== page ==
Aducanumab helps the body produce antibodies that remove amyloid plaques from the brain, which has been associated with Alzheimer’s. It’s designed for patients with mild-to-moderate cognitive decline from Alzheimer’s, of which there are an estimated 2 million Americans. But it’s not clear whether eliminating the plaque improves brain function in Alzheimer’s patients. So far, nearly two dozen drugs based on the so-called amyloid hypothesis have failed in clinical trials.
Besides questions about whether the drug works, there also are safety issues. More than one-third of patients in one of the trials experienced brain swelling and nearly 20% had brain bleeding, though those symptoms generally were mild and controllable. Because of those risks, patients receiving aducanumab have to undergo regular brain monitoring through expensive PET scans and MRI tests.
Some physicians who treat Alzheimer’s patients say they won’t prescribe the drug even if it’s approved.
“There’s a lot of hope among my patients that this is going to be a game changer,” said Dr. Matthew Schrag, an assistant professor of neurology at Vanderbilt University. “But the cognitive benefits of this drug are quite small, we don’t know the long-term safety risks, and there will be a lot of practical issues in deploying this therapy. We have to wait until we’re certain we’re doing the right thing for patients.”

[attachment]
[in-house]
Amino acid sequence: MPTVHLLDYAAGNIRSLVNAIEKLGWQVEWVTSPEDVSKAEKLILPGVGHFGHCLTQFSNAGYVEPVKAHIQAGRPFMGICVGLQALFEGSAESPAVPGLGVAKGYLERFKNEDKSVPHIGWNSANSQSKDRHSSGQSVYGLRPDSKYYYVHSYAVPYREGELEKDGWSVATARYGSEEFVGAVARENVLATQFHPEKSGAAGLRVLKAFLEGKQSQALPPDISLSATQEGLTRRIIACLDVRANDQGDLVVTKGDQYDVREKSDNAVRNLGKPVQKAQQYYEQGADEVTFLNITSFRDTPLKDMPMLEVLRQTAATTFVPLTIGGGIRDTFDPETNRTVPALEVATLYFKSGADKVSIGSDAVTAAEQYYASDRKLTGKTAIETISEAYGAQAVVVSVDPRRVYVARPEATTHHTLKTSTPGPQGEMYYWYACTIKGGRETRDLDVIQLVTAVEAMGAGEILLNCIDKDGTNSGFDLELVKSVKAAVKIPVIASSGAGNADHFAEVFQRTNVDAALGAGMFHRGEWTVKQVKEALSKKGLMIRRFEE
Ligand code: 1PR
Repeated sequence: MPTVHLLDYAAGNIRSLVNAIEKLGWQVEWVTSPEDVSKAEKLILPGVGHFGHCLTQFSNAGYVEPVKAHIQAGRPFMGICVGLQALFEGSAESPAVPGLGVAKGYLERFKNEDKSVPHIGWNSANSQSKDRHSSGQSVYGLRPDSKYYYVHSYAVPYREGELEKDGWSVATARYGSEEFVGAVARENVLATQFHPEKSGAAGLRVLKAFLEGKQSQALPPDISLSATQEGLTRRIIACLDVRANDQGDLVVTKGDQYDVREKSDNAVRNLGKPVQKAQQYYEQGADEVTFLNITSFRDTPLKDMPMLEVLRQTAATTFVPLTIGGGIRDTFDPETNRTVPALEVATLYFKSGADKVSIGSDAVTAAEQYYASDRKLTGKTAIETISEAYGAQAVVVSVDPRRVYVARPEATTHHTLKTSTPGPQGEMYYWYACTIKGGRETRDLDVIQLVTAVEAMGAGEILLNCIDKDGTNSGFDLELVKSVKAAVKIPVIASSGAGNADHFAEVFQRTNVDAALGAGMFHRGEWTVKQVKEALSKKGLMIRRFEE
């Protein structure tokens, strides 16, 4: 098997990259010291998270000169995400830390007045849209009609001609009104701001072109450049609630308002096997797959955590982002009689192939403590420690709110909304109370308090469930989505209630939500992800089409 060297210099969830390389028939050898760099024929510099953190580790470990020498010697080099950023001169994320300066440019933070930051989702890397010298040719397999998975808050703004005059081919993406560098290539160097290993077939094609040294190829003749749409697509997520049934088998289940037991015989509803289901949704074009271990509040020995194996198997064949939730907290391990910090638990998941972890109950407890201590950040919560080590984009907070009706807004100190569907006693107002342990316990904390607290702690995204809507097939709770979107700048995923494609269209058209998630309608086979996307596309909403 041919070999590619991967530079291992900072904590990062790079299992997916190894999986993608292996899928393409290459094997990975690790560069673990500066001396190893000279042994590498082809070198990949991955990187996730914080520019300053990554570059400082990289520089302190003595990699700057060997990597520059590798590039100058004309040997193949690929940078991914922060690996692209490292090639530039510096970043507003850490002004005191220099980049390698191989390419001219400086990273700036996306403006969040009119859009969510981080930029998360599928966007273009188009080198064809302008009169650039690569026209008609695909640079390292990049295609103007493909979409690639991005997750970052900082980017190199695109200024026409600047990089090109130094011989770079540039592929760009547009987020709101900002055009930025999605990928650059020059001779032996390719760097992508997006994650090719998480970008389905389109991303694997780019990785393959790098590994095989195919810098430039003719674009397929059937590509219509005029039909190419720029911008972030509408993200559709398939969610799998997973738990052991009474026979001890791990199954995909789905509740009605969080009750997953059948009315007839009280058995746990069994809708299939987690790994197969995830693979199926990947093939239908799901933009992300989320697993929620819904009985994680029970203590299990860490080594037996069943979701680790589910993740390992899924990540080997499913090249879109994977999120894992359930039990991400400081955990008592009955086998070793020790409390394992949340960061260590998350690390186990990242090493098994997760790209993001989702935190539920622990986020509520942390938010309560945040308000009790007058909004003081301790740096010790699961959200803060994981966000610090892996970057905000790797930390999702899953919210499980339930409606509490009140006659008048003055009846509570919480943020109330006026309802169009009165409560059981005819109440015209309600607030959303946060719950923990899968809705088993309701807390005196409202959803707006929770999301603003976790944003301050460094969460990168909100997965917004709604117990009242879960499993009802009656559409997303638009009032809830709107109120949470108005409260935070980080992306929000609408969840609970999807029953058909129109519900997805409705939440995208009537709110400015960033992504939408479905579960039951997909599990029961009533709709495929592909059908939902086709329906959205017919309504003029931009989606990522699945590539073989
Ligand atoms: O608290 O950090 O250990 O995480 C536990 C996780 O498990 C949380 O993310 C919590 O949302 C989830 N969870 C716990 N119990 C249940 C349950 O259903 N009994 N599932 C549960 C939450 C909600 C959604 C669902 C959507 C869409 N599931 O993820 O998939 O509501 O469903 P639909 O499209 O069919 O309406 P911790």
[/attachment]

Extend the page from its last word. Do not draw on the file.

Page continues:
Many aspects of aducanumab’s journey through the FDA approval process have been unusual. It’s “vanishingly rare” for a drug to continue on toward approval after its clinical trial was halted because unfavorable results showed that further testing was futile, said Dr. Peter Lurie, president of the Center for Science in the Public Interest and a former FDA associate commissioner. And it’s “mind-boggling,” he added, for the FDA to collaborate with a drugmaker in presenting a joint briefing document to an FDA advisory committee.